Featured Game Reviews

We Review: Awesomenauts

What do you get when you cross an 80s style intro with funky animation, powerups, and insane multiplayer side-scrolling game play? You get Awesomenauts, of course. You could also get a lemon meringue pie if you get the ingredients wrong, but mostly you’ll get Awesomenauts. I took to the battleground to see what this game was all about.

It’s not often that you see team-based competitive side scrolling games, so for me, Awesomenauts turned out to be a fairly unique experience. Think Warcraft’s Defense of the Ancients, just as a 2D side scroller with a futuristic setting and colorful graphics, and you’ll come a little closer to understanding what Awesomenauts is like. For those of you who are still confused, let me go all the way back to the beginning. Awesomenauts is a team-based, 3-vs-3 battle game. To begin, you select one of the Awesomenauts to play as, and as a team, you need to simultaneously attack the opposing team’s base and defend yours. Each of the Awesomenauts that you can choose have different strengths and roles, and when you select one, that Awesomenaut becomes unavailable for selection by your team mates. When the game starts, you’re dropped from orbit, giving you the chance to collect the game’s equivalent of cash (“Solar”). Your team base serves as a way of healing yourself, as well as as a shop that allows you to upgrade yourself and your weapons using the cash you’ve collected around the level.

Littering the game’s levels are defense turrets. Your turrets will need occasional defending, and your opponent’s turrets need destroying, allowing you to come closer to the base. The turrets do insane amounts of damage, and this is where teamwork starts coming into play. Yes, the game automatically generates robots that can take the damage for you, but you can only hide behind them when you’re attacking a turret unopposed. The opposing team will, of course, defend their turrets, so you need to start battling it out with the others while defending the turrets, while healing your own. It gets quite hairy at times. I mentioned a shop earlier, and the shop simultaneously heals you and allows you to spend Solar to upgrade. An early unlock in the game allows you to select the kinds of weapons and upgrades that appear in the shop, and this too becomes a heavy strategy element. What you choose and what your allies choose will influence the way you play as a team. Players who select without thought are not going to make it through alive. As are players who try to go it alone. Teamwork is such an important aspect of the game that you really cannot play successfully without it.

As you may have noticed, the entire review discusses the multiplayer features of the game without really delving into the single player campaign, and that’s essentially because there isn’t one. Oh, there’s a tutorial that you can play to give you an idea of the basics of the game, and there are offline maps to play that can be filled with AI players, but there’s no cohesive story or campaign to play through. All the story you’re going to get is contained in the game’s introduction. But, damn, what an introduction! The entire sequence is styled as the intro to an old 80s Saturday morning cartoon, and gives you an idea of who and what the Awesomenauts are. I was quite disappointed to find, after all that, just how little story there is to be had. I’d have loved to know about the personalities of each of them, instead of going by the way they play. The best thing about Awesomenauts (fun, colorful graphics aside) is just how social it can get. It makes for something amazing to play when you’re together with a bunch of friends. The game supports split-screen local as well as the online portion. I was quite happy to discover that there was very little in the way of griefing to be had–there’s no way to overtly screw over your team mates (beyond the obvious lone wolf tactics and not playing, you know, as a team). What’s more, pulling off lone wolf stunts does more to get yourself murgulated than to do your team any lasting harm–provided they’re not also all pulling off lone wolf tactics.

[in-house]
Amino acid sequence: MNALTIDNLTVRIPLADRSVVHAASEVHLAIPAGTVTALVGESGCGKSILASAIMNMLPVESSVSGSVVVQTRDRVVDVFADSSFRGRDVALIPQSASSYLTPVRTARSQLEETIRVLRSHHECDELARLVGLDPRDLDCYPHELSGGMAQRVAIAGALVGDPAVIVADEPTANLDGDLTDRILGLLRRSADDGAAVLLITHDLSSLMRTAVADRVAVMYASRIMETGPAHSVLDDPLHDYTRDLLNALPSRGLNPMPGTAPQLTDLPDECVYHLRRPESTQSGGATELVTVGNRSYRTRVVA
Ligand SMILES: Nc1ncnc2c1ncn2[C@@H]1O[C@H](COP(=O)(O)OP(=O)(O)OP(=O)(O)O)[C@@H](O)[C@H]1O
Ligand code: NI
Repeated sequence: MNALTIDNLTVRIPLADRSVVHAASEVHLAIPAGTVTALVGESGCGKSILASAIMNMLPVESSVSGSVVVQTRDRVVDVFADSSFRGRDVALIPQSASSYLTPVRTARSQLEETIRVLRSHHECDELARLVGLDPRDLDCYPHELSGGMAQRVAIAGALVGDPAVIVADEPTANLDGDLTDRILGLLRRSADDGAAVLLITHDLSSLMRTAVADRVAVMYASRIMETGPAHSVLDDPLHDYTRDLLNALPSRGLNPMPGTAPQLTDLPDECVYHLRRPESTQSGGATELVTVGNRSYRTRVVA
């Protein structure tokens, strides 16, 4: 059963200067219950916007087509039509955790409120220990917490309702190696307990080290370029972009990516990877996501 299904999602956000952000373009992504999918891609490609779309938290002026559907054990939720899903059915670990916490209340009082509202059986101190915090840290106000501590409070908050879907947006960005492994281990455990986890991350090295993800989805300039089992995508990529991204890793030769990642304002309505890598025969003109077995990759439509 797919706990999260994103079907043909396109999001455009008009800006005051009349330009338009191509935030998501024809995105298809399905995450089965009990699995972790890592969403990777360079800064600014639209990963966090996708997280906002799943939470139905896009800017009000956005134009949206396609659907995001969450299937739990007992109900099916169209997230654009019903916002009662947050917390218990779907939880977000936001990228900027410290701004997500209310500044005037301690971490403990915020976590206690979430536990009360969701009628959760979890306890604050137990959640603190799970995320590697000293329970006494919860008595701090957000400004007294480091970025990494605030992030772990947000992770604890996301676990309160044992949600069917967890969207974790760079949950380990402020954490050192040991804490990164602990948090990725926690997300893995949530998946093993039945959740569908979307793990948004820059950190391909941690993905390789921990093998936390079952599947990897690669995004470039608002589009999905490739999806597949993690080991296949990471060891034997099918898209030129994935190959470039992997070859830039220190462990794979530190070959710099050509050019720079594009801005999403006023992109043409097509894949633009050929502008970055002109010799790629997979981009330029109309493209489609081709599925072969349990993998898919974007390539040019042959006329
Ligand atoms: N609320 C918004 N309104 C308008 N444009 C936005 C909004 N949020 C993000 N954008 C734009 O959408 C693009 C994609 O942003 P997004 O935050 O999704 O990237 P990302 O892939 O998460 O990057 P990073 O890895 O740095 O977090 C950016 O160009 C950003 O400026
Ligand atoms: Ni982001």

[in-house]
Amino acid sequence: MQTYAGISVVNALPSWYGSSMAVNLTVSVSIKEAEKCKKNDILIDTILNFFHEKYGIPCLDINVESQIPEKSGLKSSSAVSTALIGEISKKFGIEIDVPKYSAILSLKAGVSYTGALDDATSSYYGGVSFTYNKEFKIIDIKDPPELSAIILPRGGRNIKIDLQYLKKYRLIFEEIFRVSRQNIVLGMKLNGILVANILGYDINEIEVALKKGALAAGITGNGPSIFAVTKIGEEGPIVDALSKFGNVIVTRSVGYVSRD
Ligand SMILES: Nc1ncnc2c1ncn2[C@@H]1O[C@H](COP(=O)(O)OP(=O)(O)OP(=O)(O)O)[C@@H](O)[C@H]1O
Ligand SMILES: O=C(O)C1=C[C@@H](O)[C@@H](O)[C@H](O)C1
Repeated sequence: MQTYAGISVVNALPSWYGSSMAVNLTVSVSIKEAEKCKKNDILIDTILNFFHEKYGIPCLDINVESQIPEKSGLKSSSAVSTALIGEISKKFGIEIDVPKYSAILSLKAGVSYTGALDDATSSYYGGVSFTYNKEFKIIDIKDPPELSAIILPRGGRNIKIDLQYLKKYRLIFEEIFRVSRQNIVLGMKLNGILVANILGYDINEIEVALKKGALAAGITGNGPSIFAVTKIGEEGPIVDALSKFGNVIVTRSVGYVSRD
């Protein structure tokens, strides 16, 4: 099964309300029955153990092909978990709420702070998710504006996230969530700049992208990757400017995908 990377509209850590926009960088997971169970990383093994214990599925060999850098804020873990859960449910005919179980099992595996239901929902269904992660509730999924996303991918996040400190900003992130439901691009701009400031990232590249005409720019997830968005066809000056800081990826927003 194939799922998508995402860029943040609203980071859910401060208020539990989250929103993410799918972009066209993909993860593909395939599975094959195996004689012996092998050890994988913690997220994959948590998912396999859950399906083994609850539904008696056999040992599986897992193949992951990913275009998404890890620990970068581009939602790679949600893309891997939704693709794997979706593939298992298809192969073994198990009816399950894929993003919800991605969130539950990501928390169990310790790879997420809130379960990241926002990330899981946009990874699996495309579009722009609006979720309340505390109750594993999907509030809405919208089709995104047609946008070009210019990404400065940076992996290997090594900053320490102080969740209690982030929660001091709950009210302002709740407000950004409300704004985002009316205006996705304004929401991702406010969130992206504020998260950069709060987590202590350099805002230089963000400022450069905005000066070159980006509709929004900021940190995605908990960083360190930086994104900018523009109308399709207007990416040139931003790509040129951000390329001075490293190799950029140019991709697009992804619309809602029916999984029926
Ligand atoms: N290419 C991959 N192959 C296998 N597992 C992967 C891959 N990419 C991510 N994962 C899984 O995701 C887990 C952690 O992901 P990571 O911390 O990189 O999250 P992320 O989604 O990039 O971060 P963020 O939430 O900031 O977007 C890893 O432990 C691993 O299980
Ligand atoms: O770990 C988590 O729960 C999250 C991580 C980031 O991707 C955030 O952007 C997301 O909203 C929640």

On the down side, Awesomenauts is not that much fun as a solo game. If you don’t plan on playing with other people, prepare to be slightly disappointed. Without the teamwork and social interaction, the game becomes stale very quickly, especially with the AI the way it is. On the other hand, there were plenty of players online when I gave the online multiplayer a try, so there’s very little reason to go it alone. Is Awesomenauts worth buying? If you’re one of those gamers who likes to go against armies alone, you are unlikely to find Awesomenauts rewarding at all. However, if you have a regular team of friends to play with and against, the game can be pretty…well…awesome. It’s got a lot of fun weapons, and the gameplay is fairly “jump in and play” without getting bogged down in crazy amounts of learning overhead. It’s got a fair amount of replay value too, since it can take a while to learn how to play with each of the various Awesomenauts, and even longer to level them all up sufficiently to swap and change between them at will. It’s not 100% awesome, but it makes a pretty decent attempt.

Final Score: 7 Awesome prawns out of 10

Detailed information:

Developer: Ronimo Games

Publisher: dtp Entertainment AG

Platform: PSN (reviewed), XBLA

RRP: R125 (PSN), 1200 MSP (XBLA)

Age Rating: Teen


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